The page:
We started chatting about everything, and it seemed as if I’d known Bobby Sue forever.  She explained that her husband had only recently passed away, that she was in town with her son to visit friends, but they were singing that evening in the choir, which is why she was sitting alone. She asked about my family, and when I told her my parents were gone, she reached over, took my hand in hers, and said, “You’re missing your mom, aren’t you?”

Bobbie Sue never let go of my hand. She held it throughout the service, even when we sang carols, which meant I held one side of the hymnal while she held the other. When it came time to light the candles, mine, of course, wouldn’t light at first, but when it finally sputtered to life, she leaned closer and whispered, “That’s my darling girl,” exactly like my mom had whispered so many times to me in the past.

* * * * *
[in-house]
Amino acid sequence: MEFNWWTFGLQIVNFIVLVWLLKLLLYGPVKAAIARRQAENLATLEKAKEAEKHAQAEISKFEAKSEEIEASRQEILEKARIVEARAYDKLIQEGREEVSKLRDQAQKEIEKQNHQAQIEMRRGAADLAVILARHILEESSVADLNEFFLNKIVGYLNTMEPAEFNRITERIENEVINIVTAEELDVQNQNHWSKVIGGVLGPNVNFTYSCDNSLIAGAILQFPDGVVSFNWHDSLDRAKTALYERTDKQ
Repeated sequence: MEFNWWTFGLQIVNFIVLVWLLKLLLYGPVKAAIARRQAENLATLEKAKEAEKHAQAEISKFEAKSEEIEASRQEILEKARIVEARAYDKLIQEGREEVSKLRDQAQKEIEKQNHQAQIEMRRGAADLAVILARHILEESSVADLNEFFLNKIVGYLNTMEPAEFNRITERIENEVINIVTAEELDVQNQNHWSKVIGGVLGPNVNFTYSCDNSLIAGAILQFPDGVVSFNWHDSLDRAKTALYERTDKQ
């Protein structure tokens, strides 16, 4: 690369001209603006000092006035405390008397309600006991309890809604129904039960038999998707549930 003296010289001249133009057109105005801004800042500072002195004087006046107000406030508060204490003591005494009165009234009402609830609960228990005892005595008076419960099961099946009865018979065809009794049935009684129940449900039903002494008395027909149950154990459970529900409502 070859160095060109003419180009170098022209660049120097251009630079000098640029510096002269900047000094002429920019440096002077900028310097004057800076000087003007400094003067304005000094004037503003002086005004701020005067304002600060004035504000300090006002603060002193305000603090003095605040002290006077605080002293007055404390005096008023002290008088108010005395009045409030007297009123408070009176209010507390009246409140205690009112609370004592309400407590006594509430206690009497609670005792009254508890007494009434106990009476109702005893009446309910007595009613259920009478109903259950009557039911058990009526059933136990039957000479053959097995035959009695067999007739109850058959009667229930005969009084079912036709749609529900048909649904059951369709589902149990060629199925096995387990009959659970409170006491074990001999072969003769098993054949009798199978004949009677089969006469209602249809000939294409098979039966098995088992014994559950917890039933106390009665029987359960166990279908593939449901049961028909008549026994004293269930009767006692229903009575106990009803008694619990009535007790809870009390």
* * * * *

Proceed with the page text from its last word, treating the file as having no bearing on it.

When the lights came up, both Bobbie Sue and I had tears in our eyes, but they were happy tears, brought about by two kindred spirits finding each other on a special Christmas Eve. Her son came to collect her, and pleasantries were exchanged. When he went to pull her away, she stopped him, moved closer to me, and then gathered me into a strong embrace, whispering in my ear that she’d lost her daughter years ago, but I reminded her of that daughter and she’d been so blessed that night by being given the opportunity to sit with me. She stepped back, patted my cheek, called me a “darling girl” again, and then she was gone.